Ken has a pet peeve: it is when an OPEN sign is posted on a storefront or restaurant, but the door is closed and locked; or when the hours posted insist the place is open, but isn't. "Why buy the sign or post the hours at all," he notes, "when it only serves to confuse customers?"
So I thought he'd be glad when we came upon the definitive sign at the Green Topiary in Bristol which read, "CLOSED MEANS CLOSED."
But even that sign was misleading because the entrance gate was open. Based on past experience we figure that the door dictates. If a sign says OPEN but the door is locked, the place is not open, regardless of the sign. Conversely, if a sign says CLOSED, even if it says "CLOSED MEANS CLOSED" but the gate is open, well then, the place must be open. Right?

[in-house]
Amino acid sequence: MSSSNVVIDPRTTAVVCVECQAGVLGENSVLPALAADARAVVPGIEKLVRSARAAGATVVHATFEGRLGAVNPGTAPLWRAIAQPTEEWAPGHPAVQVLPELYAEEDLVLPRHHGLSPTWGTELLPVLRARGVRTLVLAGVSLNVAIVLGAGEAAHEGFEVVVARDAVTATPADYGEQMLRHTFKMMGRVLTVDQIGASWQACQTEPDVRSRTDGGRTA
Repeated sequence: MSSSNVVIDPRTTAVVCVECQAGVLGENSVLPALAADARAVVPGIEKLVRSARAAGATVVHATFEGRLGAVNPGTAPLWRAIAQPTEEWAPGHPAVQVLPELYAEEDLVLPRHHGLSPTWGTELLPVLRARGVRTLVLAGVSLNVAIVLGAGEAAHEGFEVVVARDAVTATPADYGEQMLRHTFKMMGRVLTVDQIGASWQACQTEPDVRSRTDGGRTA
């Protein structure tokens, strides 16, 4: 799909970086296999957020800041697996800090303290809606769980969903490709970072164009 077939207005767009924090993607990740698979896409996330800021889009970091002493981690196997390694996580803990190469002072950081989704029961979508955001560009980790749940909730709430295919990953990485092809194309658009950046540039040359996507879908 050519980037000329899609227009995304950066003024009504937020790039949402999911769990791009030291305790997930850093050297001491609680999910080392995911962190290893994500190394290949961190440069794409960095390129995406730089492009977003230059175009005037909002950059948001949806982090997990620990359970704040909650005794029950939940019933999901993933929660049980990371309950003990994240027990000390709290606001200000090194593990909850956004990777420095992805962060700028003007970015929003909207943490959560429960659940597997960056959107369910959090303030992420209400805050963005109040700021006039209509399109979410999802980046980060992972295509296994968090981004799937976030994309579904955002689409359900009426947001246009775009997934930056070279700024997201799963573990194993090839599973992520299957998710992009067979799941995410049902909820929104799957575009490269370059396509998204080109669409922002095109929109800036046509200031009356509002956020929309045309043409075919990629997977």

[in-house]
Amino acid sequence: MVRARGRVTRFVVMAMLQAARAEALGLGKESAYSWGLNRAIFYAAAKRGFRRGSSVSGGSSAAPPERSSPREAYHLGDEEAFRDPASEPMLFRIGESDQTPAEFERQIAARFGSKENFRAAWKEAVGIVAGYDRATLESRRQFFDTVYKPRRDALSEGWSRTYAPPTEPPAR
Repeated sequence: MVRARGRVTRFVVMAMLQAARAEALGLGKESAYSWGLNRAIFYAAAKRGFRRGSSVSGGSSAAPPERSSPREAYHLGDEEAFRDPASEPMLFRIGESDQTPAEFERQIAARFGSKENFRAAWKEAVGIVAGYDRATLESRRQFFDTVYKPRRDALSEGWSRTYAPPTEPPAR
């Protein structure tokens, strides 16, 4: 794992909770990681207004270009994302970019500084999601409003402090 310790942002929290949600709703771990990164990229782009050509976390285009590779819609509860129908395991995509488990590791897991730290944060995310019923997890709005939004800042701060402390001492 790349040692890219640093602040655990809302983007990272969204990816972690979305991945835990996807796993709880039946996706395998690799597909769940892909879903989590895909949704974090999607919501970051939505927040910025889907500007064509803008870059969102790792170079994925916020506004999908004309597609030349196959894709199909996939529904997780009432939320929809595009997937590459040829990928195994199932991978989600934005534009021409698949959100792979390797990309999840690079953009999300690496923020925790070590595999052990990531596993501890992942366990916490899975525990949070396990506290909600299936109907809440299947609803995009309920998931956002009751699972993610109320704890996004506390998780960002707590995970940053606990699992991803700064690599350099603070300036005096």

Wrong. We walk in and take a look around, but get nabbed by the groundskeeper who ushers us out and closes the gate behind us.
File this under: "Can't win."